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Day: June 21, 2012

The Euro 2012 Quarter-Finals: Czech Republic 0-1 Portugal

So, we have had our twenty-four hour break and it is on to the quarter-finals – the business end, if you will – of the 2012 European Championships. And if there is one player above all others who looks as if he may be the one that is talked about in hushed tones when this tournament is talked about in years to come, it is likely that it will be the moustache-twirling pantomime villain of European football, Cristiano Ronaldo. After eighty minutes of knocking insistently at Petr Cech’s goal, he summoned forth a glorious diving header to win this game to send Portugal through to the semi-finals of the competition. If the Czech Republic had found themselves a trifle bemused to find themselves in the quarter-finals of the competition after their opening thrashing at the hands of Russia, though, they didn’t demonstrate it over the first thirty-five minutes of this match. They put in a strong performance in the opening stages of the match, albeit without creating very much by way of goalscoring opportunities, and it looked as if they might even have found a way to snuff Cristiano Ronaldo out, albeit by parking five or six of their players in a circle around him and refusing to move, but with ten minutes to play of the first half an injury to the surprisingly-still-only-twenty-seven-years-old Helder Postiga, who pulled up...

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Next Years FA Cup May Leave A Nasty Taste In The Mouth

Over the last few years, we have come to worry more than a little about the well-being of the FA Cup. Semi-finals at Wembley Stadium, falling television audiences for the final and dwindling crowds for matches involving Premier League clubs have all taken their toll on this most venerable of sporting institutions, but at least we can console ourselves with the fact that it still has a grip over the smaller clubs that enter it. The FA Cup still carries the potency to be able to thrust smaller clubs into the spotlight for a brief period of time, and its appeal to the very – and, considering the origins of the word, somewhat ironic – English love of schadenfreude. When the smaller clubs start to become affected by it all, though, we have to start wondering whether it is worth continuing to support. All of this brings us quite tidily to the small matter of Wembley Football Club. This is a club with a unique attachment to the competition. It remains the club that is the lazy option for television companies and hacks looking for an angle to shine upon the early rounds of the competition on account of its name alone and has featured in the national media on more than one occasion in spite of the fact that it is more than thirty years since it made...

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Rangers, Scare Stories & The Restructuring Of Scottish Football

When a story of a fantastical nature first appears in a tabloid newspaper, the temptation is to write it off as the delusion of somebody with an agenda and move on. In the case of the rumours now circulating that the owner of “The” Rangers, Charles Green, may – and we should stress the word “may” – be looking to buy an English club as a franchise and move into the Football League, however, the level of self-importance, disregard and underhandedness on display feels entirely in keeping with the rest of this dismal saga and it therefore deserves our attention. The clubs of the Scottish Premier League are shortly to vote on whether to allow “The” Rangers to join the their league from the start of next season. This has become the sixty-four million dollar question of the summer in Scottish football, with a very large number of the supporters of other clubs being firmly of the opinion that there is no way whatsoever that this club should be parachuted into the top division of their domestic game, when the only justification for it offered so far has been the money that SPL clubs raise from hosting two matches against them per season. That “The” Rangers FC will be dropped back into the SPL for the start of next season is far from guaranteed, though, and at the time of writing...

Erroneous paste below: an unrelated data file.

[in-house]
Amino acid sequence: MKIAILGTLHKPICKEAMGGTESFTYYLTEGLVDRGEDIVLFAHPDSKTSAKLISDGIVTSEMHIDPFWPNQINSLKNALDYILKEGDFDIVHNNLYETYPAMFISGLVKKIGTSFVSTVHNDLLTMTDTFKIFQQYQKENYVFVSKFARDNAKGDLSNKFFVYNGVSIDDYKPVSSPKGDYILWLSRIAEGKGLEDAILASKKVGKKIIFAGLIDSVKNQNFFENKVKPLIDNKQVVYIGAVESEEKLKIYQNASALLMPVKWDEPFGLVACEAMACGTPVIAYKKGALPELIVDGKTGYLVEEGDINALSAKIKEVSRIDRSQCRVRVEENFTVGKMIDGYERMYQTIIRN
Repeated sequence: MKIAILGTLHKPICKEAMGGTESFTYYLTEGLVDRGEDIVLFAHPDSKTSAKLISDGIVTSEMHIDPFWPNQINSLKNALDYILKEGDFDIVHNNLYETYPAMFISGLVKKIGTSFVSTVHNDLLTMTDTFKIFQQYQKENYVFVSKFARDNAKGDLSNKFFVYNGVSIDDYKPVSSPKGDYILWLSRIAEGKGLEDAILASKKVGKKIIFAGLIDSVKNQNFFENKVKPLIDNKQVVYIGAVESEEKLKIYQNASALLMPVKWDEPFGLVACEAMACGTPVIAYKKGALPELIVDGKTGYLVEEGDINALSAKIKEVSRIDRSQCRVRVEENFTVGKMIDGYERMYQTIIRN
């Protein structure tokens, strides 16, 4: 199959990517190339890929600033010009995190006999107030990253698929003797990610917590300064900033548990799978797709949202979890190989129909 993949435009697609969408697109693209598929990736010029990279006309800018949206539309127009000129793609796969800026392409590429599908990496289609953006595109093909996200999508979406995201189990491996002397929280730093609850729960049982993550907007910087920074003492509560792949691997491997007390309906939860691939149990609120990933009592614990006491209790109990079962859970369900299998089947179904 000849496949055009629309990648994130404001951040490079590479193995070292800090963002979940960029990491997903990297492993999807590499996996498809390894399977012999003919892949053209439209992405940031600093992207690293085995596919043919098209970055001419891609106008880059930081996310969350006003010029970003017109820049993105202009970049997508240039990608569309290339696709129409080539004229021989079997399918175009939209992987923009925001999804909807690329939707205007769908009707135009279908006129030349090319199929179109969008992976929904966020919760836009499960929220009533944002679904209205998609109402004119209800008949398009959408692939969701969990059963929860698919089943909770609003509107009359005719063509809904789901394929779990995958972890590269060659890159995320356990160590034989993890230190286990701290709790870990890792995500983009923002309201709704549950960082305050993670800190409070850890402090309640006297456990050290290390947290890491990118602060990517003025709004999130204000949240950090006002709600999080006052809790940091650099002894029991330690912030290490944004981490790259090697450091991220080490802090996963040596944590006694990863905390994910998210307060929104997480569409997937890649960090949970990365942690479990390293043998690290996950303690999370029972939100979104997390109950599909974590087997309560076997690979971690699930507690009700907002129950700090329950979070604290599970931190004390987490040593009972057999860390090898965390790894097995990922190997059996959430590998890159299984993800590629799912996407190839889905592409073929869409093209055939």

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Usmanov & Kroenkes Ongoing Stand-Off At Arsenal

With international football hogging the headlines at the moment, the Premier League has been rather quiet over the last couple of weeks. Sure enough, there was the emergence of Richard Scudamore from a meeting last week wiping drool from the corner of his mouth and carrying a bin bag full of television over his shoulder, but on the whole the Premier League, which is ordinarily a publicity-hungry black hole which sucks all before it in with its gravitational pull, has been almost eerily quiet of late. Earlier today, however, an interesting story appeared in the Daily Telegraph courtesy of the formidable Matt Scott which indicates that the league may be about to agree a change to its rules which may see a little common sense thrown upon its rules over club ownership. The continuing attempts of Alisher Usmanov to buy his way onto the board of directors at Arsenal Football Club has been ongoing for the last few years. Usmanov has been involved in attempting to build up his shareholding in the club since August 2007, when he – along with his cohort in this matter, the Iranian businessman Farhad Moshiri – purchased a 14.58% share-holding in the club from former vice-chairman David Dein for £75m. He has increased his share-holding in the club since then to 29.72% in spite of the American Stan Kroenke increased his share-holding in the club...

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